December 2015 (click on the image below to order the DVD)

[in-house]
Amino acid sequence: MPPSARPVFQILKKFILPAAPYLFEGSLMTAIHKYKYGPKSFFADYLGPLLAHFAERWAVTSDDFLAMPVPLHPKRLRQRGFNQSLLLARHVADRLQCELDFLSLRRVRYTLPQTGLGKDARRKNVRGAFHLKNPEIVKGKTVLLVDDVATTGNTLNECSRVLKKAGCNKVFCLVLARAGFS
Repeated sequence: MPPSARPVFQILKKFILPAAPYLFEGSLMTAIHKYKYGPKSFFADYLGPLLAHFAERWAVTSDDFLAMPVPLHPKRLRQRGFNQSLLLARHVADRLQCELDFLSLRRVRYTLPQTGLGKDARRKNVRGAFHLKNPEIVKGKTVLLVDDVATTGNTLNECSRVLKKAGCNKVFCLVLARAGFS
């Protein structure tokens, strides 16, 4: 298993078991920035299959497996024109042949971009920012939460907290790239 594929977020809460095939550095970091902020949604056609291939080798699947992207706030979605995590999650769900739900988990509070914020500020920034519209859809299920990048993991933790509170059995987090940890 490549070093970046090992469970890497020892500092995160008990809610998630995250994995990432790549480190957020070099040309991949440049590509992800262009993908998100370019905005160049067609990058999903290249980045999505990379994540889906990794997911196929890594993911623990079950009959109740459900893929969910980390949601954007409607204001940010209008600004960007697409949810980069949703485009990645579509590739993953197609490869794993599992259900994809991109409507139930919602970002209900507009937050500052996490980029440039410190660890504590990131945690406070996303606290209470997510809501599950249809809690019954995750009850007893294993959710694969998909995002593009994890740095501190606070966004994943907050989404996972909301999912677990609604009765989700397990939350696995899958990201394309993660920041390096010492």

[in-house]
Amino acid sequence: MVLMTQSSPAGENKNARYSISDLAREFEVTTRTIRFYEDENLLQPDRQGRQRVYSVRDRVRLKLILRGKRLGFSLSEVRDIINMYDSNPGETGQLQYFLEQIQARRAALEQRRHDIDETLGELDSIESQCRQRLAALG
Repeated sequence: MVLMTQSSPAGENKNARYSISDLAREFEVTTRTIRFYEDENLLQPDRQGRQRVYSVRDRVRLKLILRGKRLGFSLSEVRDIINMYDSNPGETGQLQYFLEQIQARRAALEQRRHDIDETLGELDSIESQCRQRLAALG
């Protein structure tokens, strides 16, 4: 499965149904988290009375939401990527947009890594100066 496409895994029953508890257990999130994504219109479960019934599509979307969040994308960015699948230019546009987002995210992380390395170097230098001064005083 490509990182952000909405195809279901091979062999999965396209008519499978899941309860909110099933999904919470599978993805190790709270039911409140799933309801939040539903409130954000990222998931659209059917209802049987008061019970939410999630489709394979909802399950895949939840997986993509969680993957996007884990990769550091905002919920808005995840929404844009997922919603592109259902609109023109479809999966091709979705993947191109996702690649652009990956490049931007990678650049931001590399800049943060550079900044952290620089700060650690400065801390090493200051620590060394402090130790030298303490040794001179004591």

Reconnect with Food...Unplugged (DVD) By Beverly Price.  Integrating the body, the mind, and the spirit is the key to a full recovery from an eating disorder. In this DVD, Beverly Price takes us on a journey that weaves together a yoga class with messages to heal your eating disorder. Ms. Price, a registered dietician, exercise physiologist, and yoga teacher leads a group of eight women of various sizes and shapes through healing yoga poses which the viewing audience can follow along or participate in. Then, Ms. Price leads a workshop where these women share their personal issues and awareness of why they developed eating disorders and their strategies to get unstuck. One woman discusses her "suspicions about both pleasure and people." Another speaks of allowing people in her life as well as food to control her, while another member acknowledges her fear there will never be enough food or love in her life to get filled up. It is a rich experience to join in the group class of yoga and to also be a witness to the discussion of how these women are incorporating mindful awareness into their relationship with food, with people, money, sexuality, and alcohol. Ms Price, CEO and Founder of The Inner Door Treatment Center in Michigan, explains that our relationship with food parallels every other relationship in our lives. As we learn to deepen our nurturing relationship with food - eating when we are hungry, stopping when we are full, and getting pleasure and gratification from food - we can also apply the same nurturing principles to self care techniques: acceptance, nonjudgmental attitudes, embracing imperfections, and communicating our needs to others directly. Ultimately, Ms. Price helps her students move from shame and struggle to self love and satisfaction.